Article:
Thursday, 19 March 2009

Paper Exhaustion

I have never been more exhausted in my whole academic life than today. Also the main reason why I have been missing from my blog. I apologize, readers.

This was my workload this week (which I have managed to complete and submit). Subject; paper title; description.

Domestic Aspect of American Foreign Policy
"The Reluctant Sheriff: America's Role in a Post-Cold War World"
Thirteen pages of Garamond 11 of why I do not think that the United States is a global hegemon, and is instead, a reluctant sheriff. I had to read so many books for sources. Roughly 3000 words.

International Organizations
The United Nations: January 8, 2009 to March 16, 2009
Twenty-six pages of reviews and reactions about United Nations' related news in this one. Compiling was rather tough; reviewing was tolerable. In the eleven weeks that I have followed the United Nations, I am starting to feel that this international organization business is very complicated, and am sympathizing with them when they are criticized. Heaviest workload.

Triangulating Peace: A Book Review
Eleven pages of review about the book Triangulating Peace. Not only did I have to suffer the long waiting list for the book (the University only had one copy, for roughly 40+ students, and we have strict photostat laws within the campus), reviewing it was really challenging. The only plus point was that I actually liked the book, which made it tolerable. It took roughly eight hours for me to read, and another four to jot notes.

Power in Global Governance: A Book Review
Six pages of review about the book (more of a compilation, actually) Power in Global Governance. I had a HARD time reviewing this book. It was very technical in nature, and comprised of so many contributing authors and theories, that sometimes, I just cannot wrap my head around them. :( I predict a low grade for my review here. Why? I could not finish the last 2/3 of the book. :(

Books I read in the past two weeks:

Russett, B, Oneal, R 2001, Triangulating Peace: Democracy, Interdependence, and International Organizations, Norton and Company, Inc., New York.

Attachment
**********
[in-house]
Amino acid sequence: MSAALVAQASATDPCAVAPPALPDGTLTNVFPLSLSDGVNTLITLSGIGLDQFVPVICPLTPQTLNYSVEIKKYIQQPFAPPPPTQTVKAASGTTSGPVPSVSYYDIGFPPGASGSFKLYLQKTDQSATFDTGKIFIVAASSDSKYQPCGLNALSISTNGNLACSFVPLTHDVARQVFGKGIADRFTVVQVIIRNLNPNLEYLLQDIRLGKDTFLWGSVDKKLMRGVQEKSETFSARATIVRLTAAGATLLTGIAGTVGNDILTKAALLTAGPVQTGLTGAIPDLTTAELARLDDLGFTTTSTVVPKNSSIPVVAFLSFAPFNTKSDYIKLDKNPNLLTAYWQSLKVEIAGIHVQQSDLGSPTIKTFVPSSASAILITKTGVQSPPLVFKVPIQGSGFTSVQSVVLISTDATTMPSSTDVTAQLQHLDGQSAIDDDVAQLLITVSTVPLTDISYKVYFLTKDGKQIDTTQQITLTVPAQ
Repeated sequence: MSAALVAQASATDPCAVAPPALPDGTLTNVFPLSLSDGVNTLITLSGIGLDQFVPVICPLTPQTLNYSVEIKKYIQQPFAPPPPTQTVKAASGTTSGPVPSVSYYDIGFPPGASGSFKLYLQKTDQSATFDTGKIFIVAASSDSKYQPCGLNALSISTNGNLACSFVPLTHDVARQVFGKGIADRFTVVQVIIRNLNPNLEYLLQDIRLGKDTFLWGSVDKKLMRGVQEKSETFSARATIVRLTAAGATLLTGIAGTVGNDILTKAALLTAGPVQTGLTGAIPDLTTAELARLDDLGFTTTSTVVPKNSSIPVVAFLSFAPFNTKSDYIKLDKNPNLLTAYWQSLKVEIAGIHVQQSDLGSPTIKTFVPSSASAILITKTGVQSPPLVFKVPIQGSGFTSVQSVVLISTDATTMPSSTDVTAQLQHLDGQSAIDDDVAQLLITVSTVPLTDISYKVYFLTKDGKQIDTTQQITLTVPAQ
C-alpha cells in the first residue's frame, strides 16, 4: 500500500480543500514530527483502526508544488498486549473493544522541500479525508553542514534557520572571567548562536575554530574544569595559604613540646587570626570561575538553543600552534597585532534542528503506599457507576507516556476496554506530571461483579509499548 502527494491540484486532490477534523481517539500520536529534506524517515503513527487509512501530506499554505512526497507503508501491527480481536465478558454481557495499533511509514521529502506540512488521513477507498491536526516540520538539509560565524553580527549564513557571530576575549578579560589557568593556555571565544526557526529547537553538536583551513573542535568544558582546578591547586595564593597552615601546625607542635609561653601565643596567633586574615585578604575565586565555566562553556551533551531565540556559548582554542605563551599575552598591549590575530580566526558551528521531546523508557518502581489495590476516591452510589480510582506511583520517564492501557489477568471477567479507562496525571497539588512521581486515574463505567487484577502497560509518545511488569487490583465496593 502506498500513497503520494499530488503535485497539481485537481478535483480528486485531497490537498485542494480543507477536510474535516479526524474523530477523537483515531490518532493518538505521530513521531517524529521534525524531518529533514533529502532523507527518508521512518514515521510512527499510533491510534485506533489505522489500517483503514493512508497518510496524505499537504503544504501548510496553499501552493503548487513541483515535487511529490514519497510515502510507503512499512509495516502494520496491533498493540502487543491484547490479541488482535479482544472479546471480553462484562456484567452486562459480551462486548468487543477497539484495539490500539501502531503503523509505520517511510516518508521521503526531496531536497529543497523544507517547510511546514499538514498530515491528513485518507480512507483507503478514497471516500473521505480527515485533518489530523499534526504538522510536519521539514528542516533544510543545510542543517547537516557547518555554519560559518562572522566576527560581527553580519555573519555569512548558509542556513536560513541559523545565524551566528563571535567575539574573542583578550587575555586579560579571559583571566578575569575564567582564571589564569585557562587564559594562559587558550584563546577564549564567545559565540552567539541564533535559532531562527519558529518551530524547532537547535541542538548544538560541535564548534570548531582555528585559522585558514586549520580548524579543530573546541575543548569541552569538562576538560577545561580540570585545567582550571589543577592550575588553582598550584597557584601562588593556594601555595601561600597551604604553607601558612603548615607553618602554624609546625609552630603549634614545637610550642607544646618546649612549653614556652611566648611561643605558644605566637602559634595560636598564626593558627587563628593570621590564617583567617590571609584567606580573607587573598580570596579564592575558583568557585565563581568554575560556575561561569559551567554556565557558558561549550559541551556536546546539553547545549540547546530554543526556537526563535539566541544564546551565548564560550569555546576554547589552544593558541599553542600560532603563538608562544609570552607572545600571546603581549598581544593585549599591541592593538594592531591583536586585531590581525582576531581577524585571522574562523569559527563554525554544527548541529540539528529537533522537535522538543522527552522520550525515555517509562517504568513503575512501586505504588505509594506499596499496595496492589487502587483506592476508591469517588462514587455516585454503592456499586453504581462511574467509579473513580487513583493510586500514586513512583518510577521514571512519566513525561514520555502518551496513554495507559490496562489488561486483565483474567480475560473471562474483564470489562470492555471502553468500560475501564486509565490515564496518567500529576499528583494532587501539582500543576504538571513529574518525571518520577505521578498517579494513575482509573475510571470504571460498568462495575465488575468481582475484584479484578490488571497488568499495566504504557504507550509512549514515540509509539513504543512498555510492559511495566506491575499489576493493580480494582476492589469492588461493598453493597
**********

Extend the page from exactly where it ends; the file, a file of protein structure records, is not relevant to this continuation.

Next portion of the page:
Owen, J 1997, Liberal Peace, Liberal War: American Politics and International Security, Cornell University Press, New York.

Frankel, M 2004, High Noon in the Cold War: Kennedy, Khrushchev, and the Cuban Missile Crisis, Presidio Press, New York.

Huntington, S 1996, The Clash of Civilizations and the Remaking of World Order, Simon & Schuster, New York.

Guyatt, N 2003, Another American Century? The United States and the World Since 9/11, Zed Books Limited, London.

Maier, C 2006, Among Empires: American Ascendancy and its Predecessors, Harvard University Press, Massachusetts.

Haass, R 1997, The Reluctant Sheriff: The United States After the Cold War, Council on Foreign Relations, New York.

Huntington, S 1999, ‘The Lonely Superpower’, Foreign Affairs, vol. 78, no. 2, pp. 35-49

I favor the Harvard style of citation.

Wish me luck for the three more papers due on Monday. :( No weekend.



  1. ah.... the International Studies world ^^,
    strap up! it'll be quite a ride :)

  2. Oh I know. This one is a wild rollercoaster. :(

  3. No one cares, Jay.

  4. Apparently, you do. :)
    Have a nice day.

  5. I was here. Hahahahahahahaha. Ugh. School sucks!

  6. I do Harvard citation too! This year I've been referencing things so much I can almost do it without referring to my uni library's webpage on "How to cite documents" haha.

  7. Ah I feel you! :P

    I can do Harvard, APA, and Chicago by heart now. LOL. And yes, we also have a section about "how to cite sources, references, and documents". :P

    I'd LOVE to read one of your chem-engineering papers. :P Let's trade; you get my foreign policy papers, and I get your molecular chemistry ones. :P

    I miss doing science.

  8. Haha! Ok, will do when I see you on MSN next. Exams in a week =( =( =(

  9. Oh man. Good luck jie.